Pairing great foods and even greater wines for a get-together is easy, fun, and next-level delicious with the help of chef Geoffrey Zakarian. “Any of these pairings would be the perfect way to take your cocktail party from average to awesome!” he says.
Here, he illuminates the nuances of four types of wine — cabernet sauvignon, chardonnay, pinot noir, and, his “all-time favorite wine,” rosé — and creates pairings with Harry & David’s award-winning cheeses and gourmet appetizers and main courses.
“In France, cabernet sauvignon is called Bordeaux, and these young, big wines, aged in French and American oak, are full-bodied, spicy, and smooth,” Zakarian explains. He pairs this cabernet sauvignon from Southern Oregon with foods that have char and smoky notes, such as salty cured meats and cheeses, grilled vegetables, and big steaks like ribeye and prime rib. And for one of his favorite pairings, GZ recommends uncorking a bottle of cabernet sauvignon and serving it with Rogue Creamery Gorgonzola blue. “This cheese is luscious, full of sweet cream vitality, and a little sourness from the veins — it’s great with a big wine.”
“This oak and stainless-steel aged chardonnay has the best of both worlds when it comes to white wine,” Zakarian says. “A gorgeous symphony of rosemary and luscious lemon with a bit of acid makes this wine special.” Pair this well-balanced wine with poultry and pork, risotto, and heartier seafood fare, such as scallops and crab cakes. For cheese, the chef recommends a luxurious sharp cheddar such as Face Rock Creamery Aged Cheddar. “This cheese marries gracefully with the wine’s toasty aroma,” he says.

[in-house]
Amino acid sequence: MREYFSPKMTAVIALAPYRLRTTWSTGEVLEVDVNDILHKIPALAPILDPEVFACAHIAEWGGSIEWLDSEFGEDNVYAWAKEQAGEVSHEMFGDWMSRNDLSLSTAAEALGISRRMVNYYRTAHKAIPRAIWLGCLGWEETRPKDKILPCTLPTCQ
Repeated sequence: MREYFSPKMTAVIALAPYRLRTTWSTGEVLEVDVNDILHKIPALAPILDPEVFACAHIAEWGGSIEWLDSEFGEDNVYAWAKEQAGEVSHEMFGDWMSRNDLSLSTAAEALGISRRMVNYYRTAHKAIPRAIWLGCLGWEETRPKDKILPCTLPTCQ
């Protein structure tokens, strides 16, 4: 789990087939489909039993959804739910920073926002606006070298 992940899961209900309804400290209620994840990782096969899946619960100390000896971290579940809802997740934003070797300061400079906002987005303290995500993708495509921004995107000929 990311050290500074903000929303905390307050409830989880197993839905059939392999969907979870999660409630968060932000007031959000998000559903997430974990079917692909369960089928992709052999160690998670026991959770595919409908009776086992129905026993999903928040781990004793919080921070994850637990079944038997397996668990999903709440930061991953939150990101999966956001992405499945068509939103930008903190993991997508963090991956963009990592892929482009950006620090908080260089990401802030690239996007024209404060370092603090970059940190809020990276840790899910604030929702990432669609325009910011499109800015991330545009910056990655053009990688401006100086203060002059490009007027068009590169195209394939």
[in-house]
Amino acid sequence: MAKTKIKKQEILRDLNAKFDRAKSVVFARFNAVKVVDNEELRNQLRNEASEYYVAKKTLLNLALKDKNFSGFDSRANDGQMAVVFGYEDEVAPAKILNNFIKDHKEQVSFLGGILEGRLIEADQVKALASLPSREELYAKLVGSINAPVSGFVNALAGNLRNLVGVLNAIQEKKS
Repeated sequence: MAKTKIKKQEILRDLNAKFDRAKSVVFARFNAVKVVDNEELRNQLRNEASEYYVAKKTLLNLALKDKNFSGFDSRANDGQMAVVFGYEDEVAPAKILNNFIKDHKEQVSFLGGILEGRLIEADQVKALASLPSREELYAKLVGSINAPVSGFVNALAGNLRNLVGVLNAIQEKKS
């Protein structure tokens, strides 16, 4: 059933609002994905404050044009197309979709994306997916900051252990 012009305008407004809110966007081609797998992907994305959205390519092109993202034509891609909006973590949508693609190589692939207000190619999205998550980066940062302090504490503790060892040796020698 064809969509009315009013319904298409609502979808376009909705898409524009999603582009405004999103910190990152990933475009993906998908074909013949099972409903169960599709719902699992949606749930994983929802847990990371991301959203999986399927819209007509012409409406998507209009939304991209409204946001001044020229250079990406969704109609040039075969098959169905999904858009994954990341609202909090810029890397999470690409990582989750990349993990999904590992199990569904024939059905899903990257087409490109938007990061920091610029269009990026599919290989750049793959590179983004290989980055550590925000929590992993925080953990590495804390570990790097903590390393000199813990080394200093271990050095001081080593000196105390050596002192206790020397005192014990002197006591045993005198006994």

“I love pinot noir aged in French oak, since it’s very light-bodied with a bit of tannin, and you can smell the terroir,” Zakarian says. He recommends offering pinot noir with “mushrooms, lamb dishes, pork, and lean meats.” And to kick off your party with cheese, he recommends Saint Mary’s cave-aged Gouda from Wisconsin, made from grass-fed cow’s milk. “It’s the best of the best — a bit of caramel, smooth texture, and one of my favorite cheeses to eat alone.” The light berry notes and structure from the tannin foil the cheese’s rich creaminess.
Because of its versatility, rosé is Zakarian’s favorite wine. He even has a mantra for it: “Rosé all day!”
“This rosé is a fantastic, early crafted seasonal wine,” says Zakarian, who notes that winemakers pick grapes for rosé early in the harvest to preserve their bright acidity. (The longer grapes hang on the vines, the sweeter they become). “Most rosés are the dark pinot noir grape,” he explains. “Winemakers let the grape’s skin sit for a second (on the juices) to extract a touch of blush.”
A cold, crisp Harry and David Rosé, flush with nuances of melon and strawberry, is an excellent counterbalance to buttery rich bites of 12-month-aged Fiscalini Farm San Joaquin gold cow’s milk cheese. Or try the rosé with pasta dishes, such as this easy one-pot pasta with tomato and crispy salami. Pair it also with a spicy charcuterie board, seafood, such as salmon, and even red meat.
Chef Geoffrey Zakarian has teamed up with Harry & David to share his passion for fine food, entertaining, and healthy living. The Iron Chef known for his award-winning restaurants, TV appearances, and podcasts will wear another type of toque: Chief Culinary Ambassador for Harry & David. In this role, Zakarian will curate a collection of Harry & David products that reflect his philosophy and approach to cooking and entertaining. He will also share his insights and advice in Harry & David’s digital magazine, The Table, and host in-person and virtual events.